Environmental outcomes

Concurrent with the highest rate of increase in agricultural area, RETA exhibited the greatest magnitude of change in agricultural greenhouse gases emissions (GHGE), and ecological footprint of consumption, followed by ETA, whilst CTA tended to indicate comparative stability at high absolute impact levels (Fig. 4). RETA and ETA displayed increasing rates of agricultural GHGE of 2.42% (1.87%) and 1.01% (1.68%), respectively, whilst CTA expressed virtually no change (despite showing decreasing rates of agricultural area). Ecological footprint of consumption increased more rapidly in RETA—3.05% (1.47%)—in comparison to CTA—0.99% (3.08%). Two metrics had unclear overall changes due to high variability across countries from 1995 to 2015 (GHGE from land-use change and forestry and from Agriculture, Forestry and Other Land Use—AFOLU; Supplementary Tables S6 and S7). The CT archetype manifested a slow increase in forest area of 0.12% (1.07%)—the only environmental outcome with a higher rate of change than RETA and ETA.

Fig. 4
figure 4

Global trends in outcome metrics across transformation archetypes in global food systems of 161 countries from 1995 to 2015. Values are expressed by medians, coloured boxplot hinges indicate the range between the 1st and 3rd quartiles, whiskers indicate 1.5 times the distance from the nearest hinge, and individual points are data points beyond the extremes of the whiskers. Horizontal dashed lines represent absence of change (i.e. 0% annual change rate). Lowercase letters 'a', 'b', and 'c' besides arrows indicate significant differences from the rapidly expansionist transformation archetype (baseline reference expressed by 'a') for each metric at p < 0.05 (e.g. 'a', 'a', and 'a' denote no difference across transformation archetypes whilst 'a', 'b', and 'c' indicate that all are different). The transformation archetypes are coloured as: rapidly expansionist in vermillion, expansionist in green, and consolidative in blue. GHGE greenhouse gases emissions, AFOLU Agriculture, Forestry and Other Land Use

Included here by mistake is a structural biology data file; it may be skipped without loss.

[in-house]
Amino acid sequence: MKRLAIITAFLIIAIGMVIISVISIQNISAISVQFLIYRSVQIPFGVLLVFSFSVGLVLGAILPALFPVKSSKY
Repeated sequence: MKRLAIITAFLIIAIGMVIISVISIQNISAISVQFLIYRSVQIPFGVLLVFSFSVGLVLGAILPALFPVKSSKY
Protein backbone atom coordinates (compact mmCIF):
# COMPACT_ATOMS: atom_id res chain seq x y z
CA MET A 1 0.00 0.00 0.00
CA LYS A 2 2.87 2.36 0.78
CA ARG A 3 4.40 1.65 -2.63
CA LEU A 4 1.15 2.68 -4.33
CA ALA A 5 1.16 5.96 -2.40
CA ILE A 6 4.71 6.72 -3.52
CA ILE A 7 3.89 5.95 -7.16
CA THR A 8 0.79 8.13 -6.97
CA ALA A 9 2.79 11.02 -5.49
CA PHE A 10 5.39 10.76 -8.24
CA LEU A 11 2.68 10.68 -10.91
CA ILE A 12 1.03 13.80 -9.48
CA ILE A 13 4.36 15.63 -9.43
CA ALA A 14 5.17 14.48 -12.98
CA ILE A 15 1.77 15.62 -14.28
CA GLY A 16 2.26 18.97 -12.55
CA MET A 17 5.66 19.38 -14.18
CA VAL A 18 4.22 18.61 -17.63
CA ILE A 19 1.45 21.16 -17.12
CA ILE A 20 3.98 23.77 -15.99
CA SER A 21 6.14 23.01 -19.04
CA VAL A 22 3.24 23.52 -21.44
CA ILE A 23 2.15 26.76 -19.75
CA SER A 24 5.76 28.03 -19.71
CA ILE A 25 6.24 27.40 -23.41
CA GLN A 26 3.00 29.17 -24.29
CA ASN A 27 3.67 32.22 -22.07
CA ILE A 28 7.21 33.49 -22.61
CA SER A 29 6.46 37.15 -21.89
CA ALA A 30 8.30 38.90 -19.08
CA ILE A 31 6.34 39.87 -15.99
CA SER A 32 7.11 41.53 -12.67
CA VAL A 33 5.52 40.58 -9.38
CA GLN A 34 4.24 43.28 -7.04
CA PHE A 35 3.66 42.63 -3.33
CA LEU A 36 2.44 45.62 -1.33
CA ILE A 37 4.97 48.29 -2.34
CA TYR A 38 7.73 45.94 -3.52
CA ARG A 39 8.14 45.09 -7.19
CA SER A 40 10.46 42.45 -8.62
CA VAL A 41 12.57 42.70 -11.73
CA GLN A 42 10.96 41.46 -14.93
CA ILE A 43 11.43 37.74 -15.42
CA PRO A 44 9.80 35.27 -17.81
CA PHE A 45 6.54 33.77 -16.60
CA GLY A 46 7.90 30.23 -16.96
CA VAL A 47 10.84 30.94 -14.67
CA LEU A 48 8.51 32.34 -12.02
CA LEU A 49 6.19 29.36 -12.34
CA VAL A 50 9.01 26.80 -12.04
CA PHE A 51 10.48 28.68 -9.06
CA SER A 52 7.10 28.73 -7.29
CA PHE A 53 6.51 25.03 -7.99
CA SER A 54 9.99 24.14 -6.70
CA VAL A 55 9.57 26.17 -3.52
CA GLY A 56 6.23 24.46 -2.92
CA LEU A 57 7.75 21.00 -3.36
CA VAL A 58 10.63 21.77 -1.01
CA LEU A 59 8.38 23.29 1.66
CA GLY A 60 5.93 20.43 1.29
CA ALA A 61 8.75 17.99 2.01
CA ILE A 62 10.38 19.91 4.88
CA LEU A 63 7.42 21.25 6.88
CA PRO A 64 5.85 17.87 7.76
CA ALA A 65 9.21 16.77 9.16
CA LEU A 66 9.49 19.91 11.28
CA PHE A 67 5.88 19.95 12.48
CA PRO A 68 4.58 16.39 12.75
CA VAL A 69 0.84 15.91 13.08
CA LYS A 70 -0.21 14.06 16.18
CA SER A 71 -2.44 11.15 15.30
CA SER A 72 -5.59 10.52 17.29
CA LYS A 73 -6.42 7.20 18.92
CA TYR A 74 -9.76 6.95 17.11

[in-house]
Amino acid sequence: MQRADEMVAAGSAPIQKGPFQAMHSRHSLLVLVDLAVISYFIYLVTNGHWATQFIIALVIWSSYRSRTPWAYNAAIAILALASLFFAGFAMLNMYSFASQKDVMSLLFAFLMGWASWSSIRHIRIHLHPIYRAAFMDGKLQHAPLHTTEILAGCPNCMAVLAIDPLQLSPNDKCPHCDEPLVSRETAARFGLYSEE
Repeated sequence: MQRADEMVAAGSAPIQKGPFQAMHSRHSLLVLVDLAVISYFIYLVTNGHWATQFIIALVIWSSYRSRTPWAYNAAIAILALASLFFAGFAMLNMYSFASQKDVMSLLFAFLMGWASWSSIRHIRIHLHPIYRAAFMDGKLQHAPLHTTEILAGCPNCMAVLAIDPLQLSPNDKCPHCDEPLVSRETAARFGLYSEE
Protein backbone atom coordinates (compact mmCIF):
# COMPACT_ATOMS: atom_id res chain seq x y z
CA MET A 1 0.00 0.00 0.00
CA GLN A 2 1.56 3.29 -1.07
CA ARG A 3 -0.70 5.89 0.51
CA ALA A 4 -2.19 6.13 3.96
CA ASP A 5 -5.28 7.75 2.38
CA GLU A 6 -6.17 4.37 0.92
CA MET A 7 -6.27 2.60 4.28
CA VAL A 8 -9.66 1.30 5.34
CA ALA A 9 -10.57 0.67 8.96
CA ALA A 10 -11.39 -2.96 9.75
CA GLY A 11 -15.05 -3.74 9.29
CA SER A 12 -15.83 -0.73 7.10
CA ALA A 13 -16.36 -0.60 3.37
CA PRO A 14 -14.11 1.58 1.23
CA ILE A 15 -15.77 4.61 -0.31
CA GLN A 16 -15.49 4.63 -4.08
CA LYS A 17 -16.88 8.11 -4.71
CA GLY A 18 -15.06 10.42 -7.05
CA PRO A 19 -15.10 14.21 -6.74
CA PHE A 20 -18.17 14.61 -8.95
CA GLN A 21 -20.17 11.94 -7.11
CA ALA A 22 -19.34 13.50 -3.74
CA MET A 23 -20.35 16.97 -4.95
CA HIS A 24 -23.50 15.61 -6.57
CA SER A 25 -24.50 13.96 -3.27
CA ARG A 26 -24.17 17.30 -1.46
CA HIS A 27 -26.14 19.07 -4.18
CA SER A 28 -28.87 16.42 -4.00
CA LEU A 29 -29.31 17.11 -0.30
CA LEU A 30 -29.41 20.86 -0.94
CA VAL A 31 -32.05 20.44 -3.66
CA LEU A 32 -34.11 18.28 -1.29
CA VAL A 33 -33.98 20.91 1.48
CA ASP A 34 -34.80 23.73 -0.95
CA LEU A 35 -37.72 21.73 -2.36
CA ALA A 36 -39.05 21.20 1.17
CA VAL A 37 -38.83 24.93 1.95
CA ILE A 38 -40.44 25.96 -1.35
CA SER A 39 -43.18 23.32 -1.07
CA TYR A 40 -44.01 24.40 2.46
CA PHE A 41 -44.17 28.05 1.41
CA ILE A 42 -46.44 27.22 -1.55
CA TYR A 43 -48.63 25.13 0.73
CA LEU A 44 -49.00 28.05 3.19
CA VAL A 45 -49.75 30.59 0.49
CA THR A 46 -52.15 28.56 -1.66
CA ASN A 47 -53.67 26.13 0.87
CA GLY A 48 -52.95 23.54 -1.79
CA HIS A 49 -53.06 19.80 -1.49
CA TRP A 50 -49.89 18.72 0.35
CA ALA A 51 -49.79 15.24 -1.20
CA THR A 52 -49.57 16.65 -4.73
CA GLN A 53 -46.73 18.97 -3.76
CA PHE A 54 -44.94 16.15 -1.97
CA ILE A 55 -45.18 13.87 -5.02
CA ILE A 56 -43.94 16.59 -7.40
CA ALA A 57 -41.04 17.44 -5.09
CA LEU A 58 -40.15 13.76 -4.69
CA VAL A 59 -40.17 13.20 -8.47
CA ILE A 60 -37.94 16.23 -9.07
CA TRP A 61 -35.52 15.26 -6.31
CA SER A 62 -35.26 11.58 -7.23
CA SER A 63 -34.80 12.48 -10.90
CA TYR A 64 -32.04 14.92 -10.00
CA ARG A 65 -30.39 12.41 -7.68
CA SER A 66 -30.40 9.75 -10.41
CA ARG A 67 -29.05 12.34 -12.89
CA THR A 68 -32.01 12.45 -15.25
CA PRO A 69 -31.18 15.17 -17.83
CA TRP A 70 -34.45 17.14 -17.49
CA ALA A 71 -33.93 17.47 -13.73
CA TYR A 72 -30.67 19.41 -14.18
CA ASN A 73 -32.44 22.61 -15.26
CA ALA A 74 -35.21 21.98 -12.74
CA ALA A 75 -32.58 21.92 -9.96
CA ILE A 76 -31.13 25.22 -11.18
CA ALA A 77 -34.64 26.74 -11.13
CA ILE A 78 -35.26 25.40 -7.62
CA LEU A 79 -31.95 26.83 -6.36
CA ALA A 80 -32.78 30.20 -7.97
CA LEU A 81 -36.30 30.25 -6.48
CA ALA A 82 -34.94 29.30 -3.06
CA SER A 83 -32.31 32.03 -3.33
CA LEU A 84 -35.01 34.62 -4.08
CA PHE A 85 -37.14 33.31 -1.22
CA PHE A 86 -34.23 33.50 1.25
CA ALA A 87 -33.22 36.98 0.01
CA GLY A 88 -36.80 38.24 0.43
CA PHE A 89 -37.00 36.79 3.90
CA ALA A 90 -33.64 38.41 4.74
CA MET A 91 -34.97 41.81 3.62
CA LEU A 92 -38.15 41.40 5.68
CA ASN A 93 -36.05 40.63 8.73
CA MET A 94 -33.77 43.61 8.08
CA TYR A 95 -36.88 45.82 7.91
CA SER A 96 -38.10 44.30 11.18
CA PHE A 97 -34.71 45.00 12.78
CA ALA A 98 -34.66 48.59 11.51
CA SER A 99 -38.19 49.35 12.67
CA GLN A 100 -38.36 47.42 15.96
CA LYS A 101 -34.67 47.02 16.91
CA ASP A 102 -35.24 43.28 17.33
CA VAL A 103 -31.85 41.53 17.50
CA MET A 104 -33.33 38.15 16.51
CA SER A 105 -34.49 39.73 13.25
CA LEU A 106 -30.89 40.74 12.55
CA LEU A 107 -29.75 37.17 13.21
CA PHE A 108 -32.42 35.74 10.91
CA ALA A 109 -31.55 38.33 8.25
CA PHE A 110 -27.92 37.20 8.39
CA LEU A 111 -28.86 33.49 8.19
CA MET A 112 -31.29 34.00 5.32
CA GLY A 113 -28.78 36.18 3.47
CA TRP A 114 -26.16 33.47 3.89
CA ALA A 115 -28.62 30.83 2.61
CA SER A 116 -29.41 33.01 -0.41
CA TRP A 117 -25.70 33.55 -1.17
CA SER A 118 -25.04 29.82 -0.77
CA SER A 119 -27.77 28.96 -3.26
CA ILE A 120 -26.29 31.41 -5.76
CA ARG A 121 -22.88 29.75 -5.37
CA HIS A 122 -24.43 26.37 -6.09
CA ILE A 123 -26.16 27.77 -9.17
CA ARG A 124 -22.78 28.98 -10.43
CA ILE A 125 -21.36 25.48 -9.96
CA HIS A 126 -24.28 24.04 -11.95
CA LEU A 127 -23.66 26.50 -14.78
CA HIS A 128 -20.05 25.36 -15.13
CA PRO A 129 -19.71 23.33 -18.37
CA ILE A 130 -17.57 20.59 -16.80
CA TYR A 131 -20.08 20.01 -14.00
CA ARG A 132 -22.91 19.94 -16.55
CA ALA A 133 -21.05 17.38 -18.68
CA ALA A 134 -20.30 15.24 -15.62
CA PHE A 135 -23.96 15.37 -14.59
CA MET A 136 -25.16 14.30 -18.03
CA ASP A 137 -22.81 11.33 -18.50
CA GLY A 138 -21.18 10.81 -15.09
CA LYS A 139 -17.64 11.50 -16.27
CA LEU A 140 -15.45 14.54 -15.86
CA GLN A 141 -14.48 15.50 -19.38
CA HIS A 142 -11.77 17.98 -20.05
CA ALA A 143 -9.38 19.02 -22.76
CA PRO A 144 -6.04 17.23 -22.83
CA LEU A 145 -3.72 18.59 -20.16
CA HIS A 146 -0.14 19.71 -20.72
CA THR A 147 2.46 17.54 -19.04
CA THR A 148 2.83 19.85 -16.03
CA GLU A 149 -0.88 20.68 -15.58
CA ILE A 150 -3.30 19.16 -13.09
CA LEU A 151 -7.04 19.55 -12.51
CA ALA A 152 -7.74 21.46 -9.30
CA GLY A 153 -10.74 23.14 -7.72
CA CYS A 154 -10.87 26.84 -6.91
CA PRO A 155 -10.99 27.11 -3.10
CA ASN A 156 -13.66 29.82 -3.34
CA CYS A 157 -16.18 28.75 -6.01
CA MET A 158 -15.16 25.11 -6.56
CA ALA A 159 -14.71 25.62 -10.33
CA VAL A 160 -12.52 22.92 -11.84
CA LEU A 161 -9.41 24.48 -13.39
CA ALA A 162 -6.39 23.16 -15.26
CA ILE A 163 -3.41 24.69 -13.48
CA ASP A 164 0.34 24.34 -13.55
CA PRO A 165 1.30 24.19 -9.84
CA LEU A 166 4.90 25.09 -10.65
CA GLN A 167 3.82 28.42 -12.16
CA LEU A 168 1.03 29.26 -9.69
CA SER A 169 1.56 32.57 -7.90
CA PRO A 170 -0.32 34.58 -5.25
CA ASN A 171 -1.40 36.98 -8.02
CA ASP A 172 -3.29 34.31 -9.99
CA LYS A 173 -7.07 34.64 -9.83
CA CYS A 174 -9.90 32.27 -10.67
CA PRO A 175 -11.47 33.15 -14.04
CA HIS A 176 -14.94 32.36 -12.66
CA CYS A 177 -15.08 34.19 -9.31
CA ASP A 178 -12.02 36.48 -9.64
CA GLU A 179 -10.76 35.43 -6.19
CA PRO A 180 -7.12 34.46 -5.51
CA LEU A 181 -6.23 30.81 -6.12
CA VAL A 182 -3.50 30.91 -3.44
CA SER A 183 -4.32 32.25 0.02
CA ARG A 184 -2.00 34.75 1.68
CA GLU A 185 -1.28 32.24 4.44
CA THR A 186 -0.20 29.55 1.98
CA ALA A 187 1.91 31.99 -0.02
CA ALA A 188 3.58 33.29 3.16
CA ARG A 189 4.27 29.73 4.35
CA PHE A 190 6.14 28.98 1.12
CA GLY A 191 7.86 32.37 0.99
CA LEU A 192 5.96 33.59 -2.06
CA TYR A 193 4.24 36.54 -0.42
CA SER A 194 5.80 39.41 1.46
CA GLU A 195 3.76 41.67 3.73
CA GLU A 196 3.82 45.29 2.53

The Red List Index exhibited slow decrease averaged across all transformation archetypes of roughly − 0.3% per year. More comprehensive assessments of biodiversity relevant to food and agriculture (e.g. pollinators, coral reefs, and soil-dwelling organisms) have reported substantial declines in vital ecosystem services over past decades, but comprehensive country level data are lacking (Beckmann et al. 2019; Pilling et al. 2020). Given the evidence of excessive chemical inputs in disrupting biogeochemical cycles (Campbell et al. 2017; Fowler et al. 2013), it is important to note the steady, high use of synthetic fertilizer in CTA and its steeply increasing use in RETA (and to some extent in ETA). CTA used an order of magnitude more synthetic fertilizer in absolute value in 1995 than ETA, and two orders of magnitude more than RETA: CTA = 2.2 × 105 (9.5 × 105) tonnes, ETA = 2.3 × 104 (16.3 × 104), and RETA = 9 × 103 (3.8 × 104). Thus, our analysis reveals an absence of environmental pressure alleviation in CTA (with exception to a slow increase in forest cover) in combination with rapid agricultural intensification and expansion of agricultural area (strongly implicated in habitat loss and biodiversity decline—Schipper et al. 2020) in RETA, and to a slightly lesser extent in ETA. Collectively, these patterns unfold a worrying picture of the negative environmental impacts of recent global food system transformations.